Open Source Gets Political
Government Backs Down on Copyright Changes and Tories Pledge Fairness for Open Source…
As an election looms in the UK, copyright, intellectual property and Open Source, are making an appearance on the political stage, both at home and internationally.
The government has been forced to make a number of significant changes to Lord Mandelson’s much-criticised Digital Economy Bill. In response to a petition, the Prime Minister has dropped Mandelson’s plans for a controversial ‘three strikes’ rule forcing ISPs to permanently disconnect those repeatedly accused of illegal file sharing by copyright holders.
Amongst a long list of grievances with the proposed bill, critics had pointed out the potential human rights implications of cutting-off households, particularly school children, from the Internet, based on the behaviour of one individual using a shared connection. However, in a statement on the Number 10 website, the government did not rule out forcing ISPs to enforce bandwidth restrictions, download limits and temporary account suspensions onto customers accused of breeching copyright.
As part of the changes to the bill, the government also announced that rights holders will be expected to pay 75% of the cost of dealing with Internet pirates, whilst ISPs will only be required to pay 25% of the cost. The entertainment industry had been lobbying for a more even split.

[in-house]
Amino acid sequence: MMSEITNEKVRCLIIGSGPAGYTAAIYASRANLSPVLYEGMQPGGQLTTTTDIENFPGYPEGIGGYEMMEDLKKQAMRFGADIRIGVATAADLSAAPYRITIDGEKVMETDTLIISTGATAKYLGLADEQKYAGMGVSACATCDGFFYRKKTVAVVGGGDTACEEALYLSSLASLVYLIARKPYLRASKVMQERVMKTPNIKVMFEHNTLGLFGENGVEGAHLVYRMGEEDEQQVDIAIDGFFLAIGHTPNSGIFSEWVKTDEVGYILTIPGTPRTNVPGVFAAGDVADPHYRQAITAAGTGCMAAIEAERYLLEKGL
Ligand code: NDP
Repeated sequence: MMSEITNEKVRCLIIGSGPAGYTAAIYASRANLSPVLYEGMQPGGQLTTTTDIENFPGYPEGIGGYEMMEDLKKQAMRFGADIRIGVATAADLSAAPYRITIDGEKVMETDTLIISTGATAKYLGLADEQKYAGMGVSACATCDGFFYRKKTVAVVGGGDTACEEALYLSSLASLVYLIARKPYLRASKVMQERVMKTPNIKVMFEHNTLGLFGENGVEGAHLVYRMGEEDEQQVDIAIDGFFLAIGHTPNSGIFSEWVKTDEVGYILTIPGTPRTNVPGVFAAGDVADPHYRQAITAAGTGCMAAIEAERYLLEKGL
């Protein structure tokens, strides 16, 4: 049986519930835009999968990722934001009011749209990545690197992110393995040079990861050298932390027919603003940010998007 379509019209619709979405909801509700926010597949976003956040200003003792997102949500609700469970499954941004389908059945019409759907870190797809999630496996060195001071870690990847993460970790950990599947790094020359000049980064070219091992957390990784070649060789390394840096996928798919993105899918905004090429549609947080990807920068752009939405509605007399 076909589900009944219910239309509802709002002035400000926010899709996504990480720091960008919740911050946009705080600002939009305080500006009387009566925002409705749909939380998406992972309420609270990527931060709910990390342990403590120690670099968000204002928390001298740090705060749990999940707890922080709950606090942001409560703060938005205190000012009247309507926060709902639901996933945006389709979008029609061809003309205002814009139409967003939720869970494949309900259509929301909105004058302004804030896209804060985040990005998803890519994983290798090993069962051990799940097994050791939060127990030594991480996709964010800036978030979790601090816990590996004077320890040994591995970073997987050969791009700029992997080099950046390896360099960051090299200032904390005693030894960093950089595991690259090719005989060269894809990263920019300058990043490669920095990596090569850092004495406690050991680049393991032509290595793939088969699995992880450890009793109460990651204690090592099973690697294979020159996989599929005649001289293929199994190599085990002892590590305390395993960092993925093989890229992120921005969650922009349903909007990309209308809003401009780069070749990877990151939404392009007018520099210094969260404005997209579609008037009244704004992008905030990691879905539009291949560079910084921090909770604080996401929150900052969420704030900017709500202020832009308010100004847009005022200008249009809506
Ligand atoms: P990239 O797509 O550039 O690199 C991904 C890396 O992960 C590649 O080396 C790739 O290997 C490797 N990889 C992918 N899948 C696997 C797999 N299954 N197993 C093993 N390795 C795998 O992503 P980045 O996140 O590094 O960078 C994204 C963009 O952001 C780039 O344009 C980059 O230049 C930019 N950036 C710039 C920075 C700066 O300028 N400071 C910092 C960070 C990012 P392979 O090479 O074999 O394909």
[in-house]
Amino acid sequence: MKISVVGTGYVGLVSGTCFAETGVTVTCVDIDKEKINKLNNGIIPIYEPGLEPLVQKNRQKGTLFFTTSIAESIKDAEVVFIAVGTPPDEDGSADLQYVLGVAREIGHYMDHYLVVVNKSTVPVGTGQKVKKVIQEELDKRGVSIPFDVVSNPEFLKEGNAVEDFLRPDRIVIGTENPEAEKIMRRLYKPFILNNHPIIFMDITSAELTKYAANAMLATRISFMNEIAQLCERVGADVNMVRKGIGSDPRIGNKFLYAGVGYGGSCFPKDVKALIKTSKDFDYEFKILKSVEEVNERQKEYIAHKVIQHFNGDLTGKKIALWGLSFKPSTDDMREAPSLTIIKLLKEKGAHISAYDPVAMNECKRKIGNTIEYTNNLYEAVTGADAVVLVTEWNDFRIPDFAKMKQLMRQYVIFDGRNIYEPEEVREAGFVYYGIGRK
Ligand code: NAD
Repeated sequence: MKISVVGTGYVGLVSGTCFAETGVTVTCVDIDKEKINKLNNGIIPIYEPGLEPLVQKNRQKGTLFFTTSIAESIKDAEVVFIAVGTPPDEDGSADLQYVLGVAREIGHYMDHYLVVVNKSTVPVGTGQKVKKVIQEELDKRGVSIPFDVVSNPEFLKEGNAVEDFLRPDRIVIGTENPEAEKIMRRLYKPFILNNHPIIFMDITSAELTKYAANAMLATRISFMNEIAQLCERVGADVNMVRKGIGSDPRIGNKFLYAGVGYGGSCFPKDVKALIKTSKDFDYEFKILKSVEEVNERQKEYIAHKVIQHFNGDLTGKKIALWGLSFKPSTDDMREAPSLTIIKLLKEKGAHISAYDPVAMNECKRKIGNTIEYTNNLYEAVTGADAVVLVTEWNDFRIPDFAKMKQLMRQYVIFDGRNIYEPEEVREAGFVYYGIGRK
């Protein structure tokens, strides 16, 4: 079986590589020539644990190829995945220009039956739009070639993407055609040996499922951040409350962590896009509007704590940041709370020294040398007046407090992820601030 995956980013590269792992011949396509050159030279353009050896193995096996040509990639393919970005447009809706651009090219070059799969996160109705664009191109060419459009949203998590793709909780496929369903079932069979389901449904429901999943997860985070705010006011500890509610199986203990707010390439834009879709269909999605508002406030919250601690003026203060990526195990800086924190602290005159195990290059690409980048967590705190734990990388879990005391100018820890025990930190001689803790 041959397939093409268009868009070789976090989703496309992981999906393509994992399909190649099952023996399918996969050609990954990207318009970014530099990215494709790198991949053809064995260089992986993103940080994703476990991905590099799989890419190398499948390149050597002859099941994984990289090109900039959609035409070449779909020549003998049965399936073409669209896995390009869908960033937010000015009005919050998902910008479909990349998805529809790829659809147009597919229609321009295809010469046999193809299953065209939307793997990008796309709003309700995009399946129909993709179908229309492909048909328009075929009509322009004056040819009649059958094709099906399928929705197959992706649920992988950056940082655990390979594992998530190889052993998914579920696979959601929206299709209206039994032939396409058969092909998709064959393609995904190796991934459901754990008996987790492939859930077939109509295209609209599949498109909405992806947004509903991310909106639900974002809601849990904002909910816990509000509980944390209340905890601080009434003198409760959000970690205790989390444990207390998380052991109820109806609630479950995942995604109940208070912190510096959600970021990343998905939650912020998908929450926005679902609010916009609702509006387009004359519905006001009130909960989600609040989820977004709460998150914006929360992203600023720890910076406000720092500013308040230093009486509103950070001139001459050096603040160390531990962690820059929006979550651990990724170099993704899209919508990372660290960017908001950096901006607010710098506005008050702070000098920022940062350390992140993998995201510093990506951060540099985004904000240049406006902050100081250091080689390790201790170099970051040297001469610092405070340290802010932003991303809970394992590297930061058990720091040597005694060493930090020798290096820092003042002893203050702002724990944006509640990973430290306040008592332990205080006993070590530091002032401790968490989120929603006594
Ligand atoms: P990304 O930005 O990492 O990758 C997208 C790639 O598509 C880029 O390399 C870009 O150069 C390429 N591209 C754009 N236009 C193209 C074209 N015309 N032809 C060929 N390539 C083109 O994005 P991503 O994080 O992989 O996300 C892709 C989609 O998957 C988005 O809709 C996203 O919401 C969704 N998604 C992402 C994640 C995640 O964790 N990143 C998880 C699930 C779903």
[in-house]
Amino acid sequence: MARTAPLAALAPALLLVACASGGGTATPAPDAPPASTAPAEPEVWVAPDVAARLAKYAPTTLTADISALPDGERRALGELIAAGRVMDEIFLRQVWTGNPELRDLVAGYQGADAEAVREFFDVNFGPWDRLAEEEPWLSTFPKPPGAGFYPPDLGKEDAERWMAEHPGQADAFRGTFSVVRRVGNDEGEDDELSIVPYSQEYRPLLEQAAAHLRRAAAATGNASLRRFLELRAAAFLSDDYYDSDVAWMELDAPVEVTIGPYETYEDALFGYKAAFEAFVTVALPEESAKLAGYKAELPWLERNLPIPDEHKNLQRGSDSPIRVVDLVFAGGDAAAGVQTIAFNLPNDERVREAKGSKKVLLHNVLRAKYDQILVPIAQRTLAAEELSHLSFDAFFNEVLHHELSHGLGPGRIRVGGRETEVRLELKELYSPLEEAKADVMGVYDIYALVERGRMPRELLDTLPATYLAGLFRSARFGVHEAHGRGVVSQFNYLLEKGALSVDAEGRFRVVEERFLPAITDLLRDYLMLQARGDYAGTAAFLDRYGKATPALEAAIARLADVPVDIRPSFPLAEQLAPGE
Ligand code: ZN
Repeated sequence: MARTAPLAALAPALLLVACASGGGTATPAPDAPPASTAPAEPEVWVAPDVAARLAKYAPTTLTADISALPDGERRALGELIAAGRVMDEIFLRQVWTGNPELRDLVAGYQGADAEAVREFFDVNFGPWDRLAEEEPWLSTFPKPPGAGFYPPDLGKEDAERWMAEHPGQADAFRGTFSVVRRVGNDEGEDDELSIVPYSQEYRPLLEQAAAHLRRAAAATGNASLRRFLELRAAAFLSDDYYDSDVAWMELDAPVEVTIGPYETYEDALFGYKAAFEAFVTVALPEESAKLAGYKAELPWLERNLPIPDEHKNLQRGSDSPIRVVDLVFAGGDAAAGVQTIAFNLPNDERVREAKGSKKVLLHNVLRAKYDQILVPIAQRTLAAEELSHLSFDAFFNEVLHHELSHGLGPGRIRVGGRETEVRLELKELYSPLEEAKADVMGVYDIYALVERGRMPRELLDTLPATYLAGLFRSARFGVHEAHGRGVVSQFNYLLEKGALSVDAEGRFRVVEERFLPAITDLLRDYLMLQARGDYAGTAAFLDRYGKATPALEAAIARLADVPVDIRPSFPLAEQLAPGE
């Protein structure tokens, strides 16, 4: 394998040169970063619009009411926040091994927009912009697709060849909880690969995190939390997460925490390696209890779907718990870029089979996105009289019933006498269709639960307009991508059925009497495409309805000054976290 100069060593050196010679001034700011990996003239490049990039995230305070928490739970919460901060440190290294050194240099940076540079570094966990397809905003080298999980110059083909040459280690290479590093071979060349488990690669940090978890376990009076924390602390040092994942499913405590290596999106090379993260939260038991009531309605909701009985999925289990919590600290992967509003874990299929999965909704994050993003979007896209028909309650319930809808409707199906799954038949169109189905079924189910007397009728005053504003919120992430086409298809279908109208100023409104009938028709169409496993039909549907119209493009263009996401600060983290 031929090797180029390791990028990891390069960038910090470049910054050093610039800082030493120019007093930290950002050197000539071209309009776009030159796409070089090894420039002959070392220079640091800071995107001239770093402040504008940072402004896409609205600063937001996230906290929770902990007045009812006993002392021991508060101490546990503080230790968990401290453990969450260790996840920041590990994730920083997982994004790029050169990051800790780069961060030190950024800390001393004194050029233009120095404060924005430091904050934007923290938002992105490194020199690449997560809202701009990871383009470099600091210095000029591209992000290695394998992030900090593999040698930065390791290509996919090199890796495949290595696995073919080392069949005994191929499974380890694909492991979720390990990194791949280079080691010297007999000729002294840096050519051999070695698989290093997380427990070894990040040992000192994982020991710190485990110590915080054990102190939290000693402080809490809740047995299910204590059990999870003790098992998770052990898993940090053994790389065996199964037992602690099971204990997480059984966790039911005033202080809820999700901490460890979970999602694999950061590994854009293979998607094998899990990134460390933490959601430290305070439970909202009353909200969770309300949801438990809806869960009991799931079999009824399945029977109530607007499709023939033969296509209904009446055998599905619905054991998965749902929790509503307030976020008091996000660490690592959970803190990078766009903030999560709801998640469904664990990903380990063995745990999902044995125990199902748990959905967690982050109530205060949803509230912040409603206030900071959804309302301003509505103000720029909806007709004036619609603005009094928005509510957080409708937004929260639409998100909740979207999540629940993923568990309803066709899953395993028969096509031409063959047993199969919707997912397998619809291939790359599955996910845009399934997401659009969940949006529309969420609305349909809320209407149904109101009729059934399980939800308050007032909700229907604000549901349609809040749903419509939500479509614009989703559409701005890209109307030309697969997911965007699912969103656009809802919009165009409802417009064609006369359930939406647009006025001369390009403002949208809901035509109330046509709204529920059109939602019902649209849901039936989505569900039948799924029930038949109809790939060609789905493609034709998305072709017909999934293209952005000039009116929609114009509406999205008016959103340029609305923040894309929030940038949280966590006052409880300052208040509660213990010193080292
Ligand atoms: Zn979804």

Perhaps more importantly, the government has also been forced to cut the controversial Clause 17 of the bill, which would have given government ministers an almost free reign to amend UK copyright law in the future. “This would have given the Government the power to make widespread changes to crucial intellectual property rights laws without having to go to Parliament,” according to Paul Gershlick, a leading UK copyright and intellectual property expert and partner Matthew Arnold & Baldwin LLP.
Meanwhile, Shaddow Chancellor George Osborne has reiterated previous pledges to “create a level playing field for open source IT in government procurement”. The Tories’ new manifesto also promises to publish more information on all government contracts and tendering opportunities, as well as spending by QUANGOs and Local Government, in a bid to “open up government procurement to more SMEs.”
However, if they ever get into power, the Tories will have to take care not to anger United States Trade Representative (USTR). Andres Guadamuz, a law lecturer at the University of Edinburgh, has highlighted how the Internationl Intellectual Property Alliance (IIPA) has recommended Indonesia to be placed on the Special 301 Watch List, the US’s trading ‘naughty step’, for encouraging the use of Open Source Software within government.
“I am baffled by the mindset that believes encouraging public institutions to use legitimate and free open source software solutions ‘does not give due consideration to the value to intellectual creations’,” Guadamuz commented in a detailed analysis of the IIPA’s recommendations. “It is nice to know where the IIPA stands: Only commercial intellectual property is worthy of protection, everything else is as bad as piracy.”
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